Writing for deer; writing for animals

Summer in Ashland, Oregon, means fawns following their mothers through the streets of our small town. The local deer are, sadly, a contentious issue. Many residents resent their appetites for rose bushes and other flora. Others have accused deer of assault (typically a mother deer’s instinct to protect her fawn). But a major reason we …

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Book Review: Phoenix Zones by Hope Ferdowsian

Phoenix Zones: Where Strength Is Born and Resilience Lives by Hope Ferdowsian, MD, is among the many compassionate, powerful, inspiring books the world needs now. This slender book about trauma and healing portrays the lives of human and nonhuman animals from myriad parts of the world, examining the ways in which suffering—and healing—is universal across  borders …

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Book review: PROTEST KITCHEN by Carol J. Adams and Virginia Messina

Carol J. Adams, best known for her groundbreaking book The Sexual Politics of Meat, has teamed up with dietician Virginia Messina to create Protest Kitchen: Fight Injustice, Save the Planet, and Fuel Your Resistance One Meal at a Time, an inspiring guide for all who care about social justice, animal rights, and our planet.  With …

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Interview with BARN 8 author Deb Olin Unferth

Thanks so much to Deb Olin Unferth for chatting with us about her new novel, Barn 8, released last month from Graywolf Press. EcoLit Books: For your article “Cage Wars,” published by Harper’s in 2014, your research included visiting a commercial egg farm and watching unedited footage of undercover investigations. A lot of information portrayed in the article, …

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Book Review: Deb Olin Unferth’s BARN 8

It’s rare to find a novel whose plot centers around animal rescue, and rarer still to encounter one that is deftly written and gets it (mostly) right—which is among the many reasons Deb Olin Unferth’s Barn 8 is both a terrific and important book.  Barn 8 is not necessarily an animal-rights novel—the animals themselves come second to many …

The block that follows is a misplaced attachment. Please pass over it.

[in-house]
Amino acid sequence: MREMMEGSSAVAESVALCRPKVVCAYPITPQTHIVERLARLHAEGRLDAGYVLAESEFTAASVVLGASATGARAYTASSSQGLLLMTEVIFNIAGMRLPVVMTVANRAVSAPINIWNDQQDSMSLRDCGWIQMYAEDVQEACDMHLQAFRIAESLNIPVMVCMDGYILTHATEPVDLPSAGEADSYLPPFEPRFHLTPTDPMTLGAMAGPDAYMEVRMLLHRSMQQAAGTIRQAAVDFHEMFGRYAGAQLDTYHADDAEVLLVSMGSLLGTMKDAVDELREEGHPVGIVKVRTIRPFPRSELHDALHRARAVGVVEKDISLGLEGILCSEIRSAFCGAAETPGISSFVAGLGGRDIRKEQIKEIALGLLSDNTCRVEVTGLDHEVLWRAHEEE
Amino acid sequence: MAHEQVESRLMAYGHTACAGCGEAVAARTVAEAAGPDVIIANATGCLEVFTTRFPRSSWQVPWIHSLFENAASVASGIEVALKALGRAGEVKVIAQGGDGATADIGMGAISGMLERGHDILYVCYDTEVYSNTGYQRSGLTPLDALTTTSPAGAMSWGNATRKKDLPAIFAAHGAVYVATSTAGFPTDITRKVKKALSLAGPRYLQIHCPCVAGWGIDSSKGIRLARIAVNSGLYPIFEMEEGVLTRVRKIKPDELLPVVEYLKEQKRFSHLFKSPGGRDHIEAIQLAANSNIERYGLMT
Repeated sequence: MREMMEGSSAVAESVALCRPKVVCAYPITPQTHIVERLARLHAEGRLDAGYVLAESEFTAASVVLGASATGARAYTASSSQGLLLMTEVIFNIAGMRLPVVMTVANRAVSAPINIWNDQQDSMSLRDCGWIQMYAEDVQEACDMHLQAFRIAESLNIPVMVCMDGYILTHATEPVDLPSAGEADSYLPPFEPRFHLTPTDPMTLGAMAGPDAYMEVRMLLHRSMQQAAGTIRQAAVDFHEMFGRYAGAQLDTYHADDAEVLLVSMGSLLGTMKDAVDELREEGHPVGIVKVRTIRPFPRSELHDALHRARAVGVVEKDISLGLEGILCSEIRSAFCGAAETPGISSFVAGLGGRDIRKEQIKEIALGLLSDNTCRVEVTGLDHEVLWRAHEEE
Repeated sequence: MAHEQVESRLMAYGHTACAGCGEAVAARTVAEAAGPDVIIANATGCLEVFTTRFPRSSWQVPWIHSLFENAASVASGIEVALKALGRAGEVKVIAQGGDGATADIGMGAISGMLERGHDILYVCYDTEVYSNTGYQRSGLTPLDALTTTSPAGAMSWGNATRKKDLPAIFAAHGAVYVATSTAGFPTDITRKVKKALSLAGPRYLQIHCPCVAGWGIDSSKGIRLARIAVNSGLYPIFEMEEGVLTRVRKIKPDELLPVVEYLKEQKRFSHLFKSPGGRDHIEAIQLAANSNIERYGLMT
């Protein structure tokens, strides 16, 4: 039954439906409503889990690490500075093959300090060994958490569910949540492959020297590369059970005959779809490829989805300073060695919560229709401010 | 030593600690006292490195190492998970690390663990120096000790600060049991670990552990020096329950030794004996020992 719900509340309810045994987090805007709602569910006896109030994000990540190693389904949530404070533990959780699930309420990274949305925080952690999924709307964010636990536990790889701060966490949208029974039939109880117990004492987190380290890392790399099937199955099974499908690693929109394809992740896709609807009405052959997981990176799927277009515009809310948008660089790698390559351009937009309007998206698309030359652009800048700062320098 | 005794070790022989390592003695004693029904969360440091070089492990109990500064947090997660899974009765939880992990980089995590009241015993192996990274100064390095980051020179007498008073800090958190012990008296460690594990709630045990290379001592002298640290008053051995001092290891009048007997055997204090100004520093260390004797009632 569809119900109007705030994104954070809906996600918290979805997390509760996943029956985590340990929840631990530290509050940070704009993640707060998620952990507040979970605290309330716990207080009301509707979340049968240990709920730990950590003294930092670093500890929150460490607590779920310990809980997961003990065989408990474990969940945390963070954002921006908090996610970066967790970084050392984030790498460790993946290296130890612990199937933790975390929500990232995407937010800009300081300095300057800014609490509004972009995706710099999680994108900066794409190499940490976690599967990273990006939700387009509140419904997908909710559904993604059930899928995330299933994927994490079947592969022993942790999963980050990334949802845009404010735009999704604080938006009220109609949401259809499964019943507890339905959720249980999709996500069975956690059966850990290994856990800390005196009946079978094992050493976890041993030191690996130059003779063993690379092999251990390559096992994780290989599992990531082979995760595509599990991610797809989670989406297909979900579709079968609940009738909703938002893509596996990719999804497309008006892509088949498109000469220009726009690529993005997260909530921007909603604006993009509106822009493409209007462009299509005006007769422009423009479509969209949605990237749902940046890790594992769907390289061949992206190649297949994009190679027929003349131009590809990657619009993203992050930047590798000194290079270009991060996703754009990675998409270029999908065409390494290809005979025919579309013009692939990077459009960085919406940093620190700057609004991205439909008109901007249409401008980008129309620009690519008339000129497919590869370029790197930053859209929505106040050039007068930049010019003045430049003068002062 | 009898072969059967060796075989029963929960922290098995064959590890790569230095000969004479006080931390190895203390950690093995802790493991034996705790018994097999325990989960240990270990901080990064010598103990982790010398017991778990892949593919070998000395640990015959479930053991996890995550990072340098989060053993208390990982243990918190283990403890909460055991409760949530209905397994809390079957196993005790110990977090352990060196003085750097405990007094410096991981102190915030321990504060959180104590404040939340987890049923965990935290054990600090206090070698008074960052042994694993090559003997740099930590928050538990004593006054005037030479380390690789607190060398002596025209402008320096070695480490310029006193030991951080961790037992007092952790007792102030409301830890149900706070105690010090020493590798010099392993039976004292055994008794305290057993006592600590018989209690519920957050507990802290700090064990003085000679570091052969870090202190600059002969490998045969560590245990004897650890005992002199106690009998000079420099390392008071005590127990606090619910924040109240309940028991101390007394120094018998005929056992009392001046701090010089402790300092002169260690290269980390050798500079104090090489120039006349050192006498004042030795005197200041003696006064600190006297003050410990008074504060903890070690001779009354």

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In Animal City our painful past is still painfully present

If I asked you to picture a “cow town,” you would probably picture a small town, surrounded by pasture, set far away from the big city. Yet in the 1800s, cities such as New York, Chicago, San Francisco were also cow towns. It was not unusual to see herds of cows squeezed through downtown streets, …

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Three Ways to Disappear: An interview with author Katy Yocom

Last year, we published Three Ways to Disappear, winner of the 2016 Siskiyou Prize for New Environmental Literature (it was also a finalist for the Dzanc Books Disquiet Open Borders Book Prize and the UNO Press Publishing Lab Prize). The novel is a story of sisters but also a story of India, and an endangered species …

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New Podcast: John Yunker joins The Afterword for a Chat About Environmental Stories

Author and EcoLit Books co-founder John Yunker joined guest Joelle Teachey, executive director of Trees Upstate, for a podcast focused on environmental literature. The Afterword is a podcast devoted to the “future of words” and is hosted by Amy Bowling and Holland Webb. You can listen to it here. You can also subscribe via iTunes.

Book Review: Drive Your Plow Over the Bones of the Dead

Olga Tokarczuk’s Drive Your Plow Over the Bones of the Dead resists easy categorization. It is a dark comedy, murder mystery, treatise on animal rights, and tribute to English poet William Blake. It is also a feminist portrait of a woman taking stock of the social and cultural values that have shaped all that she …

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